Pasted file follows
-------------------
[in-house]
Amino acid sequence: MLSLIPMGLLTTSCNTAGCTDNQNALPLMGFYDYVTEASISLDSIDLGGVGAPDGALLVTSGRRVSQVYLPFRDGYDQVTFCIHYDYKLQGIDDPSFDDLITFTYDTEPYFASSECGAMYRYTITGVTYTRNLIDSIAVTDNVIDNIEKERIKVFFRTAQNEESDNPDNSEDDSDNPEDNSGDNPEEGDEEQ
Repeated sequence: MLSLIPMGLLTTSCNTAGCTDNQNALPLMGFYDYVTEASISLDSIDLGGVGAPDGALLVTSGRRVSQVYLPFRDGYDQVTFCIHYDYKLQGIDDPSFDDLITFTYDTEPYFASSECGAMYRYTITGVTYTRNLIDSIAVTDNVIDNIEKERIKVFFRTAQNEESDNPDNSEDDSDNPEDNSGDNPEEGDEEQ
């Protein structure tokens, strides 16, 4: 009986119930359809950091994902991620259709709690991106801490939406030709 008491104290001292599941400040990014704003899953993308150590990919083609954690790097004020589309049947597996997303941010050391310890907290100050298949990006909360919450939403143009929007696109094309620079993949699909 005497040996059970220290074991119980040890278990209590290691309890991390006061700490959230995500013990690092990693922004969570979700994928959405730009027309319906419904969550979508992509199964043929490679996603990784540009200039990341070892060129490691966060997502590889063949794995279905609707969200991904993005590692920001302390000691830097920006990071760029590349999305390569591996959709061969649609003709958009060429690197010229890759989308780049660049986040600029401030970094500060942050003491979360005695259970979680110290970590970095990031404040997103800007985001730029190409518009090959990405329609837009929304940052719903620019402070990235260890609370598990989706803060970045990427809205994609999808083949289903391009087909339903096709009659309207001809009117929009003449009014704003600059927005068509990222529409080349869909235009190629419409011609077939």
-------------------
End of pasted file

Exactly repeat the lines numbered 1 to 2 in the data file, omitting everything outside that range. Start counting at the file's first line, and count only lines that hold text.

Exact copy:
[in-house]
Amino acid sequence: MLSLIPMGLLTTSCNTAGCTDNQNALPLMGFYDYVTEASISLDSIDLGGVGAPDGALLVTSGRRVSQVYLPFRDGYDQVTFCIHYDYKLQGIDDPSFDDLITFTYDTEPYFASSECGAMYRYTITGVTYTRNLIDSIAVTDNVIDNIEKERIKVFFRTAQNEESDNPDNSEDDSDNPEDNSGDNPEEGDEEQ